"If you just take the text as you get it in the classroom, you know as soon as you see it that somewhere buried in it is a script -- but scholars know that there have been accretions, later writers adding later bits, and that it is impossible to perform as is. So when I did the production I simply pared away the things that didn't work, added some things that I thought would -- just purely pragmatic changes for the stage."

    Rudall, who has also worked with Ivan Dee to publish adaptations by Robert Brustein, director of the American Repertory Theater, as well as Sahlins' adaptation of the English "Mystery Cycle," plans on continuing and expanding his work on translations and adaptations.

    "One of the things I hope to work on is an adaptation of 'Crime and Punishment' by Russian director Mikhail Mokeiev, who directed my translation of Sophocles' 'Electra.' Within the next couple of years, I would like to take that adaptation and translate it into English for availability to the American stage, and perhaps even do it at Court."

    Rudall also has other plans for Court Theatre. "The most adventurous thing we're doing at the moment of course is to have seven actors doing 'The Triumph of Love' and 'Cloud Nine' in rotating repertory playing a total of 20 parts, and it's been very successful."

    Toward the end of this season, Court Theatre will present a play based on the life of artist Frida Kahlo. "What we're doing is making liaisons with Chicago visual artists who create art in a Mexican vein -- some Latin American artists and some not -- to create murals, to turn the lobby and the theater into Frida Kahlo's house."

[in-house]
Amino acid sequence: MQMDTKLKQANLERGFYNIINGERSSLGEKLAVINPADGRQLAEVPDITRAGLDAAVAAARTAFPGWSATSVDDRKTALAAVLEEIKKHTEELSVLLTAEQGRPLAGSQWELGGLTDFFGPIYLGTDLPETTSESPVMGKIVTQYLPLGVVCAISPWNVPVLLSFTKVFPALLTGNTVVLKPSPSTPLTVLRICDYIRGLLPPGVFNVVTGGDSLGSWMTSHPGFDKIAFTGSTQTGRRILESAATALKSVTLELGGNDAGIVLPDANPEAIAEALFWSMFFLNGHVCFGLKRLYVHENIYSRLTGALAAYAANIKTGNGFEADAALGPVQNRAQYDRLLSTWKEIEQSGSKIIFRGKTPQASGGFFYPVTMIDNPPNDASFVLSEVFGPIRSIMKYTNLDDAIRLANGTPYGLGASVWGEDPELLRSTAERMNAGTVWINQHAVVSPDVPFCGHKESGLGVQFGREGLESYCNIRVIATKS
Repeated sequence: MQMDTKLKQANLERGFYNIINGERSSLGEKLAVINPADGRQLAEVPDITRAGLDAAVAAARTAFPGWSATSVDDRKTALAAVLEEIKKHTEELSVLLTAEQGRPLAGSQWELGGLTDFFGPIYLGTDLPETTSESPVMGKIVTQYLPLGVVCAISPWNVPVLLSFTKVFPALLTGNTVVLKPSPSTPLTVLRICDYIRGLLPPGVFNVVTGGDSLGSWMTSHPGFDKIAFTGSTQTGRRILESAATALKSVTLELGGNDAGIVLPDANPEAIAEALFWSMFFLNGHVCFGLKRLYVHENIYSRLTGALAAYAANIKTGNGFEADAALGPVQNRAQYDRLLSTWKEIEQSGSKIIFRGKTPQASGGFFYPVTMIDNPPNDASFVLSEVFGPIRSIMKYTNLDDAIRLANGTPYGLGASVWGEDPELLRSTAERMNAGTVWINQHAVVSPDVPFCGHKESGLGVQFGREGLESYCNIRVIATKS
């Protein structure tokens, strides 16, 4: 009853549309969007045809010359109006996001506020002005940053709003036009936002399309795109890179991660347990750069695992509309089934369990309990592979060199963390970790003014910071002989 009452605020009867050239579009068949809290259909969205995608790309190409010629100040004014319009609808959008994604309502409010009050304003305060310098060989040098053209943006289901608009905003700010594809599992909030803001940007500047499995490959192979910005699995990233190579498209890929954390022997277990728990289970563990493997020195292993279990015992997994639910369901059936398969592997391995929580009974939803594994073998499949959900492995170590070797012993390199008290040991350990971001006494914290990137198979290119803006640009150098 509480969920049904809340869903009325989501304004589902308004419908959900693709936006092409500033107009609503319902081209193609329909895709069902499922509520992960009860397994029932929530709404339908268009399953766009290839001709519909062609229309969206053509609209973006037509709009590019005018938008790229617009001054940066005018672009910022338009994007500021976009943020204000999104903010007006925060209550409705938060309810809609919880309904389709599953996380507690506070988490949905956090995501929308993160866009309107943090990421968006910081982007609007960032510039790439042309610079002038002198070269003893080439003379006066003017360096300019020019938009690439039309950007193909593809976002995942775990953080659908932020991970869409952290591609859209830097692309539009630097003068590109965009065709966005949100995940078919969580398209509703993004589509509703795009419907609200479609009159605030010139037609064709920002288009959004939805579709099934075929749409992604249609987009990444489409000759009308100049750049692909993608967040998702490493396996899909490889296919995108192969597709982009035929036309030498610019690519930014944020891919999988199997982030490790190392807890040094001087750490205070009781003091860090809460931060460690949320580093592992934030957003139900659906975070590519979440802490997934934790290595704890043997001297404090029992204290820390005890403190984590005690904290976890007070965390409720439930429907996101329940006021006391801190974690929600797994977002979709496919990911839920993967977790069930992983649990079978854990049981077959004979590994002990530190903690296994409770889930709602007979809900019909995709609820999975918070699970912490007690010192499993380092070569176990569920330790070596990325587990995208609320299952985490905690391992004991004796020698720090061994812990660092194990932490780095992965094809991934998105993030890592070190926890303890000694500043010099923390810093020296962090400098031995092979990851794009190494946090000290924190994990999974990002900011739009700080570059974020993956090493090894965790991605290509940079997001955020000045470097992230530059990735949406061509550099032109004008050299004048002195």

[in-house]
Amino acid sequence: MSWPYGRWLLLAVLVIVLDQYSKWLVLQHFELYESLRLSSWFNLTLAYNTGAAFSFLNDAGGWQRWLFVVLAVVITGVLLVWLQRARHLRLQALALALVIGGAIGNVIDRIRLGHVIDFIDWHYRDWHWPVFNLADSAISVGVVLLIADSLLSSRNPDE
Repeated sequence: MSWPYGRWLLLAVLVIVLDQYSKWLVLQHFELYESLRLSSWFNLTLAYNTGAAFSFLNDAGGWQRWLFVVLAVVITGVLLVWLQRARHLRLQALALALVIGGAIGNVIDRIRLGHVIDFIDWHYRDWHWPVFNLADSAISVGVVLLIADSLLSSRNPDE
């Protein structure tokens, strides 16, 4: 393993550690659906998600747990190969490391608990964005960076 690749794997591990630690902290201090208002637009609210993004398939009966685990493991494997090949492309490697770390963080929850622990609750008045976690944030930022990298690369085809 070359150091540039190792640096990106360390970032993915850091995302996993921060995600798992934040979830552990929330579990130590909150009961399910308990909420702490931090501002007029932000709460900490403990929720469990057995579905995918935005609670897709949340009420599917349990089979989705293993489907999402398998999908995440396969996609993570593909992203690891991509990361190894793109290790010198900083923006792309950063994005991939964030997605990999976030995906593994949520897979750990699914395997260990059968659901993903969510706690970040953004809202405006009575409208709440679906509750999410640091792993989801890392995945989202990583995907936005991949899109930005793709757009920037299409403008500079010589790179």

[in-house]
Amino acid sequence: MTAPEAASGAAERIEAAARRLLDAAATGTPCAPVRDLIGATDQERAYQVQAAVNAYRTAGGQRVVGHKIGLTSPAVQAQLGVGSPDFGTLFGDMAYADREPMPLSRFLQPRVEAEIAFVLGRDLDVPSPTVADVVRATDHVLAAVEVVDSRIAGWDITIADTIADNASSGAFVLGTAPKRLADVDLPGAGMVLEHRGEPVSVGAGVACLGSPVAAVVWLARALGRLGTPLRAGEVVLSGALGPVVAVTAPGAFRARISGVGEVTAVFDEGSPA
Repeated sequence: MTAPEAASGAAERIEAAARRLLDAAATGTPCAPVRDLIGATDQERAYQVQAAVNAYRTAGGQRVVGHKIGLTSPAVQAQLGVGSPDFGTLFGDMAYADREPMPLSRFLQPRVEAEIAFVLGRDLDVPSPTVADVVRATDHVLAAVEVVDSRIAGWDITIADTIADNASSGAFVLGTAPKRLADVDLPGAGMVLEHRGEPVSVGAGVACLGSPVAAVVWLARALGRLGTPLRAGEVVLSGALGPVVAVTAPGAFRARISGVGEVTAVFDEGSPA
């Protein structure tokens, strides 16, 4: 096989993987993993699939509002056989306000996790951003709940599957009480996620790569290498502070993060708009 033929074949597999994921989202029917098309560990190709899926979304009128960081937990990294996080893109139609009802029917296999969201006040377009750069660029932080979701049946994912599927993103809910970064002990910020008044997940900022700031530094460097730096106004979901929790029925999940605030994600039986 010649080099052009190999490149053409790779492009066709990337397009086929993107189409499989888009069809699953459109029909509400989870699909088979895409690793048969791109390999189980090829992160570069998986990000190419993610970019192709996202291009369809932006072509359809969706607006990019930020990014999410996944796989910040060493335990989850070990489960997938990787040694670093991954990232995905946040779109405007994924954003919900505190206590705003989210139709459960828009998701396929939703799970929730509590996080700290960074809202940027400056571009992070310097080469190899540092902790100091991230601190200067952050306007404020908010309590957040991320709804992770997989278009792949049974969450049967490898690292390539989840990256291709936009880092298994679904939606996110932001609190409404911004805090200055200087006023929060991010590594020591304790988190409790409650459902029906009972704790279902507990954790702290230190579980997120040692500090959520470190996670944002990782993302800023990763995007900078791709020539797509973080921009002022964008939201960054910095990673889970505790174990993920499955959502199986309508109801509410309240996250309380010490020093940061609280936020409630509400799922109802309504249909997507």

Rudall said that one of his most interesting projects is the series of staged readings at Court Theatre on Monday and Tuesday evenings.

    "Last year we decided that since the theater was dark on those nights it would be a wonderful chance to do play readings, and last year we did a couple of readings of American classics that normally aren't done on the stage," he said. "This year, because Court is presenting Caryl Churchill's 'Cloud Nine,' we did a reading with University Theater students of Churchill's 'Mad Forest,' the play that she and her students did after going to Romania just at the fall of the Ceausescu regime. It's a remarkable piece. And at the end of this month we're doing a production of Anouilh's 'The Rehearsal,' which is a play about a group of aristocrats doing a Marivaux play, to complement Marivaux's 'The Triumph of Love.' We will be doing these kinds of readings throughout the year."

    Rudall finds a connection between these readings and the process he goes through when doing his own translations and adaptations. "One of the interesting things about simply reading the plays, using a minimum of stage movements, is that the audience is allowed to view them almost as radio plays, using their own imagination. It's a lot like what I do when I speak the lines of my translations aloud to myself. In the case of the readings, it's an immediate experience -- for a director like myself, it's like getting a free read-through. For the audience, it's a quite wonderful experience because they get to see it in their minds and hear it live."

    -- Jeff Makos For information on Court Theatre's current offerings, including show times and ticket prices for the rotating productions of "The Triumph of Love" and "Cloud Nine," see the Calendar, pages 4-6.